Wheat, including flour shipments, for
the week, aggregate 4,292,855 bushels
against 4,459,167 bushels last week.
Business failures for the week in the
United States number 210, as against
17 7 last week.
Failures in the Dominion of Canada
niimbei 86, as copmared with 18 last
Onions, new, 1 Ho.
Lettuce, hot house, $1 per crate.
1’otatoeH, new. $15.
Beets, per sack, 85c® $1.
Turnips, per sack, $1.00.
Beans, wax, 4c.
Carrots, per sack, 90c
Parsnips, per sack, $1.28.
Cauliflower, native, 75c.
Cucu m hers— 10 ® 20o.
Cabbage, native and California,
2c per pounds.
Tomatoes—30 @ 50".
Butter—Creamery, 26c; dairy, 160
19c; ranch, 18c pound.
Poultry—12o; dressed, 14o; spring,
Hay—Puget Sound timothy, $14.00;
choice Eastern Washington timothy,
Corn—Whole, $28.00; cracked, $25;
feed meal, $25.
Barley—Rolled or ground, per ton,
Flonr—Patent, per barrel, $3.50;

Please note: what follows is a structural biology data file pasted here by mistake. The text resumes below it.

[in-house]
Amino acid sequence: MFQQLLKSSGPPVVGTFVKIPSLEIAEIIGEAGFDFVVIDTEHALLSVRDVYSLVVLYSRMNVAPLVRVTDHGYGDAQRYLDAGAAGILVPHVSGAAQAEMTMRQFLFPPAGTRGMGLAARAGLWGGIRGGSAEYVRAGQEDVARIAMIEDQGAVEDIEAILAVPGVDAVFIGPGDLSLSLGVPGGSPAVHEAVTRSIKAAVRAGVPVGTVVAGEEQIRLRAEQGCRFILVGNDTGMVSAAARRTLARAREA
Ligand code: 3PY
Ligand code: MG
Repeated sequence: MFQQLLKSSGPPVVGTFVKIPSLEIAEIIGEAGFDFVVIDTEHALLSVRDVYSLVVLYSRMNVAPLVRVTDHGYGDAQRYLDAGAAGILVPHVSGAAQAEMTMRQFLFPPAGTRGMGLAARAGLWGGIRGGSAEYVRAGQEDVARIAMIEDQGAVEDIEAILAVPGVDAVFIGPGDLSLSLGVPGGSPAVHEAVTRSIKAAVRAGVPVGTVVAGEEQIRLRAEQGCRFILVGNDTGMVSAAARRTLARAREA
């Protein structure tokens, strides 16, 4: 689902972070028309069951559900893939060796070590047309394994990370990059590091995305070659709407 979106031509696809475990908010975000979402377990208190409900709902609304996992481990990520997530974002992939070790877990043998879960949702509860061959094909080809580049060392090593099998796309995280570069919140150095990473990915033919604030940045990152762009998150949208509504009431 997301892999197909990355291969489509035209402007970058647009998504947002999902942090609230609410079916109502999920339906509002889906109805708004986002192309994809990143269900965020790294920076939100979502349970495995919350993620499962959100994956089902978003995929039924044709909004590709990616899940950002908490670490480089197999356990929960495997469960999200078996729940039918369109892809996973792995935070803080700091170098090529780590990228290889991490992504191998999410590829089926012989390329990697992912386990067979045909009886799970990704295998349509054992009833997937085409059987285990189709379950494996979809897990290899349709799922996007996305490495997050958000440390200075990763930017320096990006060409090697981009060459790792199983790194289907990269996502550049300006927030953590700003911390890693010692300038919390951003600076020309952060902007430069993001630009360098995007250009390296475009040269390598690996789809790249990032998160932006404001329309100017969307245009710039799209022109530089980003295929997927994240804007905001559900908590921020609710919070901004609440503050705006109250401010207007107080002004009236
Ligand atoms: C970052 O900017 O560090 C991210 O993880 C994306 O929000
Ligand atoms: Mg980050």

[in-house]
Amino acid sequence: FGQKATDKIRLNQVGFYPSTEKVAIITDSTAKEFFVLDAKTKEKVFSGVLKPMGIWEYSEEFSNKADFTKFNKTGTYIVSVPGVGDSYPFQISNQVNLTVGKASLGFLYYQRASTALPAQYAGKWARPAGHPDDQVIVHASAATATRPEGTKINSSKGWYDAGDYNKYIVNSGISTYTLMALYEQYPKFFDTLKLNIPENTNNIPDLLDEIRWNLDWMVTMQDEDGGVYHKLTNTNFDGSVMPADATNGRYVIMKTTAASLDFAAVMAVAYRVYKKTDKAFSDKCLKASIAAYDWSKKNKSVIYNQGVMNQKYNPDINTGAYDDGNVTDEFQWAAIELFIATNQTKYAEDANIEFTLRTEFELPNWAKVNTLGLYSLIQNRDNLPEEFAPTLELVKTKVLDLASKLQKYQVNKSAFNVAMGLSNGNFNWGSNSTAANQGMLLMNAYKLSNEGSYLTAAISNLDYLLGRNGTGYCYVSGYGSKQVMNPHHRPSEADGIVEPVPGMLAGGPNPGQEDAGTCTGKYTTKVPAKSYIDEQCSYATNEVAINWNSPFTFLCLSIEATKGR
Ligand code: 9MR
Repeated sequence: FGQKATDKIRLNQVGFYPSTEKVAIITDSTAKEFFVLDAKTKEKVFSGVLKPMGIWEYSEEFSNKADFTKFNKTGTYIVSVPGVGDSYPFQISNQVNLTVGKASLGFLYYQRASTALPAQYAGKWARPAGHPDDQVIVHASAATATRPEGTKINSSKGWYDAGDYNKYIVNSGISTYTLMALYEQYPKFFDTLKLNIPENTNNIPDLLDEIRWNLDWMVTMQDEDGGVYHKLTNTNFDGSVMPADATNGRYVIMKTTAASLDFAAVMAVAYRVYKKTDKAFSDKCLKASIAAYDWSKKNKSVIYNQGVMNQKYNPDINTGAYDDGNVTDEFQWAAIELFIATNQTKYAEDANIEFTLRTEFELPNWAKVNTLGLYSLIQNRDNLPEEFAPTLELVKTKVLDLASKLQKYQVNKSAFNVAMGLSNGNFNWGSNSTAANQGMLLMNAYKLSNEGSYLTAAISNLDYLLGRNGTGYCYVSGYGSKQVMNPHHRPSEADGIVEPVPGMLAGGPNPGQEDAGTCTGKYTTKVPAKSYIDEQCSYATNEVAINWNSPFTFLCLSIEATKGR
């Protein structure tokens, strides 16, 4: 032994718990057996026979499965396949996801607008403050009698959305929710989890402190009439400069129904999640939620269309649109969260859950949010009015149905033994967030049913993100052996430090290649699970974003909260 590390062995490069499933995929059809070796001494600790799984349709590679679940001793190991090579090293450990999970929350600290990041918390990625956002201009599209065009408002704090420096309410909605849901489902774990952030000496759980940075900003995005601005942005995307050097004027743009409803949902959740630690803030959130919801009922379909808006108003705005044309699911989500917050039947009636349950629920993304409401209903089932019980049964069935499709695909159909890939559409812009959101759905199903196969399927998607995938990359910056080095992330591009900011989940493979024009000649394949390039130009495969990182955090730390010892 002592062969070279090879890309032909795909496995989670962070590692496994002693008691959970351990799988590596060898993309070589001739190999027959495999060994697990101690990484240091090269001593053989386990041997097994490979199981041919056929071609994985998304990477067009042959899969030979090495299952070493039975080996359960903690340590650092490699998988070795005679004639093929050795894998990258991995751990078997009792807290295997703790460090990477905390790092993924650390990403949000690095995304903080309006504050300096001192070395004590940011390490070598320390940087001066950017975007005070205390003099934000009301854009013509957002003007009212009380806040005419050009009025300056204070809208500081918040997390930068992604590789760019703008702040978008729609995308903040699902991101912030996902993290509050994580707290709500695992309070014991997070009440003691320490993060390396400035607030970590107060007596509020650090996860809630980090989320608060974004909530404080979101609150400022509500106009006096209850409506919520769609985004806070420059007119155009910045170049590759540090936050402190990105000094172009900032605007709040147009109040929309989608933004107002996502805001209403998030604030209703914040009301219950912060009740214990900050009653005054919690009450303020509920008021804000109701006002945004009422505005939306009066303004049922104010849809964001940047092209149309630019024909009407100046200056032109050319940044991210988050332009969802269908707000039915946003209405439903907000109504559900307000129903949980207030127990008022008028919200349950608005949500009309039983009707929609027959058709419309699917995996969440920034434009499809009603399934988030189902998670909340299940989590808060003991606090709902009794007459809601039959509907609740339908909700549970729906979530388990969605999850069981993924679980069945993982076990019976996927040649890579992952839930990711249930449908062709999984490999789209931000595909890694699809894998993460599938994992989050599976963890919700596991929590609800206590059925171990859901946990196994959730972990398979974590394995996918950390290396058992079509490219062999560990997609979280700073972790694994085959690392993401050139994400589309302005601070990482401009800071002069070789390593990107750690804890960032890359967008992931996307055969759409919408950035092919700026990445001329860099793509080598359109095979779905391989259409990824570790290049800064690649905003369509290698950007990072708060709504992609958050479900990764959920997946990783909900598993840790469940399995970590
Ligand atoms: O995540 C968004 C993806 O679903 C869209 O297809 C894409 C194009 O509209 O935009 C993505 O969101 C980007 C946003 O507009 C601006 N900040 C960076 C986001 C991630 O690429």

blended straights, $8.25; California,
$3.25; buckwheat flour, $6.00; gra
ham, per barrel, $8.00; whole wheat
flour, $3.25; rye flour, $3.80(^4.00.
Millstuffs—Bran, per ton, $12.00;
shorts, per ton, $14.00.
Feed—Chopped feed, $19.00 per ton;
middlings, per ton, >20; oil cake meal,
per ton, $80.00.
Fresh Meats—Choice dressed beel
steers, price 7j<o; cows, 7c; mutton
7H> pork, 8c; trimmed, 9c; veal, 9®
Hams—Large, 18c; small, 18H;
breakfast bacon, 12c; dry salt sides,
Wheat—Walla Walla. 54 ® 54 H Ci
Valley, 60c; Bluestem, 58o per bushel.
Flour—Best grades, $8.40; graham,
Oats—Choice white, 42c; choic«
gray, 41c per bushel.
Barley—Feed barley, $15.00 brew
ing, $16 .00 per ton.
Millstuffs—Bran, $15.50 ton; mid
dlings, $21; shorts, $17; chop, $16 pel